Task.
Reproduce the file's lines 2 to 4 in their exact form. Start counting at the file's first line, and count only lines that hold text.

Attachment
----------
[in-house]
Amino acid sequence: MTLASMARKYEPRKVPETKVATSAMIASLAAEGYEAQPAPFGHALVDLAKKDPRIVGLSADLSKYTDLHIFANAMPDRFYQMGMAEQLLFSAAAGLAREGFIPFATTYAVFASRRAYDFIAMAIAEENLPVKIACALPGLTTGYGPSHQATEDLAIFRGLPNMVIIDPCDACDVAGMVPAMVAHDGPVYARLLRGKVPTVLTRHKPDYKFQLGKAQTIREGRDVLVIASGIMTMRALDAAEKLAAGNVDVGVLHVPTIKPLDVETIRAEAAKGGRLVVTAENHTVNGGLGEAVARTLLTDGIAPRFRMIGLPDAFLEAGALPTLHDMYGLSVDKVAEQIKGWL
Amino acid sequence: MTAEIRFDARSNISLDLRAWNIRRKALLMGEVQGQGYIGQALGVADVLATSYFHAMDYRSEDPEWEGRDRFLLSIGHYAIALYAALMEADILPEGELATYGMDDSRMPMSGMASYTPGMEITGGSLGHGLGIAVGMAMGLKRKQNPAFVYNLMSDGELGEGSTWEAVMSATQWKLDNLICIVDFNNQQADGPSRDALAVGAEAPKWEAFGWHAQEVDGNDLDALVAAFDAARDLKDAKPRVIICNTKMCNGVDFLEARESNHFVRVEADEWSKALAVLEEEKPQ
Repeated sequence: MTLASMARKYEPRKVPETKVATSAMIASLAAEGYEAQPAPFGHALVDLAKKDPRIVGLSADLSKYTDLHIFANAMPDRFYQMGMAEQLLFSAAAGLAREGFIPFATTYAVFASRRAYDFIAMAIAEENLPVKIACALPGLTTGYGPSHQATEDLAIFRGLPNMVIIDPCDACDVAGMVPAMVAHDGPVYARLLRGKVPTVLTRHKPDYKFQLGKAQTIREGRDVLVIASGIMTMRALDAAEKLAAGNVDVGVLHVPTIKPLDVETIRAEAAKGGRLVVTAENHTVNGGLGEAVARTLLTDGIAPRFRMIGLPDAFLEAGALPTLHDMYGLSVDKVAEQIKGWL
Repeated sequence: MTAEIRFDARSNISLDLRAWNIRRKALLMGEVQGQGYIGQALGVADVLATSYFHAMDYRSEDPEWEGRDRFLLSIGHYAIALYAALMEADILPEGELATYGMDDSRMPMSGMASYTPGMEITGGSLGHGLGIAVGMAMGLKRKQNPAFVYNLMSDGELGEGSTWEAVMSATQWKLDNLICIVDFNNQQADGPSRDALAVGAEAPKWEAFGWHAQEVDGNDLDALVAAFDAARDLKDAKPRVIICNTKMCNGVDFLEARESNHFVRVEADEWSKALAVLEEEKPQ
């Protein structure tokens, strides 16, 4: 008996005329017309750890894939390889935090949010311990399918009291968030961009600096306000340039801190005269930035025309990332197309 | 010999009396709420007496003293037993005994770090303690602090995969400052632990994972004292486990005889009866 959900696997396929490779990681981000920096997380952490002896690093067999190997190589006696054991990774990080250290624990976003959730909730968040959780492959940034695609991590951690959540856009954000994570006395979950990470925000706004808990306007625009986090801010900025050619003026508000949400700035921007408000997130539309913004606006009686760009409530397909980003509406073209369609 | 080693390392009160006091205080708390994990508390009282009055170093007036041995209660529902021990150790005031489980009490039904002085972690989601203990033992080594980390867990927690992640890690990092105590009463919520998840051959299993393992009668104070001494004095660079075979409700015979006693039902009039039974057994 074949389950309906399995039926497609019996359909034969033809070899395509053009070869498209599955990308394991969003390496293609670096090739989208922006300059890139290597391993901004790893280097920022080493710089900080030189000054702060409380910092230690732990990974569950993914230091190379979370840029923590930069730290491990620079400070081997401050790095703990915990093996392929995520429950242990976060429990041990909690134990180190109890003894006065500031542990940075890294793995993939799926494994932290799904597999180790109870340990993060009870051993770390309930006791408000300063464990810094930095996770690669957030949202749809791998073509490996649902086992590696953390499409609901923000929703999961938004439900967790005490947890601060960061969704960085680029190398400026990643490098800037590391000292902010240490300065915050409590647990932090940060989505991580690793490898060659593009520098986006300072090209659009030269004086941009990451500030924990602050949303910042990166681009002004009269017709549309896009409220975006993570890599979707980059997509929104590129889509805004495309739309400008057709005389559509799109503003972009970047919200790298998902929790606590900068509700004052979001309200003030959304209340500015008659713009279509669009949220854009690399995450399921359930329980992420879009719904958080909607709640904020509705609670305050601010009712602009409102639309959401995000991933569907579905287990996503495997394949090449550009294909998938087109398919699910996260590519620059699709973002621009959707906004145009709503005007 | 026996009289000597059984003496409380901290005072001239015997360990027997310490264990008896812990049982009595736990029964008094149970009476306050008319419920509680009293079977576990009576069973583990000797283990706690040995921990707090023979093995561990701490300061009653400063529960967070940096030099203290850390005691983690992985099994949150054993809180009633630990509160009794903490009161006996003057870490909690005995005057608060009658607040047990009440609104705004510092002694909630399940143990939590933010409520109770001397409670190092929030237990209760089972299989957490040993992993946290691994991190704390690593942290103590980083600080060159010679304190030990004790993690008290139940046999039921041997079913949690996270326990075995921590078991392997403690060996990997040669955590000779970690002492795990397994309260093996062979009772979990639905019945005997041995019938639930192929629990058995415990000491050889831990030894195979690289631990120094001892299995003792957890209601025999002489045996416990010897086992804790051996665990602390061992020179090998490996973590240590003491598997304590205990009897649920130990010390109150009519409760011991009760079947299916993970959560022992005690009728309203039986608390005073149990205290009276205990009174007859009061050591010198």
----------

Amino acid sequence: MTLASMARKYEPRKVPETKVATSAMIASLAAEGYEAQPAPFGHALVDLAKKDPRIVGLSADLSKYTDLHIFANAMPDRFYQMGMAEQLLFSAAAGLAREGFIPFATTYAVFASRRAYDFIAMAIAEENLPVKIACALPGLTTGYGPSHQATEDLAIFRGLPNMVIIDPCDACDVAGMVPAMVAHDGPVYARLLRGKVPTVLTRHKPDYKFQLGKAQTIREGRDVLVIASGIMTMRALDAAEKLAAGNVDVGVLHVPTIKPLDVETIRAEAAKGGRLVVTAENHTVNGGLGEAVARTLLTDGIAPRFRMIGLPDAFLEAGALPTLHDMYGLSVDKVAEQIKGWL
Amino acid sequence: MTAEIRFDARSNISLDLRAWNIRRKALLMGEVQGQGYIGQALGVADVLATSYFHAMDYRSEDPEWEGRDRFLLSIGHYAIALYAALMEADILPEGELATYGMDDSRMPMSGMASYTPGMEITGGSLGHGLGIAVGMAMGLKRKQNPAFVYNLMSDGELGEGSTWEAVMSATQWKLDNLICIVDFNNQQADGPSRDALAVGAEAPKWEAFGWHAQEVDGNDLDALVAAFDAARDLKDAKPRVIICNTKMCNGVDFLEARESNHFVRVEADEWSKALAVLEEEKPQ
Repeated sequence: MTLASMARKYEPRKVPETKVATSAMIASLAAEGYEAQPAPFGHALVDLAKKDPRIVGLSADLSKYTDLHIFANAMPDRFYQMGMAEQLLFSAAAGLAREGFIPFATTYAVFASRRAYDFIAMAIAEENLPVKIACALPGLTTGYGPSHQATEDLAIFRGLPNMVIIDPCDACDVAGMVPAMVAHDGPVYARLLRGKVPTVLTRHKPDYKFQLGKAQTIREGRDVLVIASGIMTMRALDAAEKLAAGNVDVGVLHVPTIKPLDVETIRAEAAKGGRLVVTAENHTVNGGLGEAVARTLLTDGIAPRFRMIGLPDAFLEAGALPTLHDMYGLSVDKVAEQIKGWL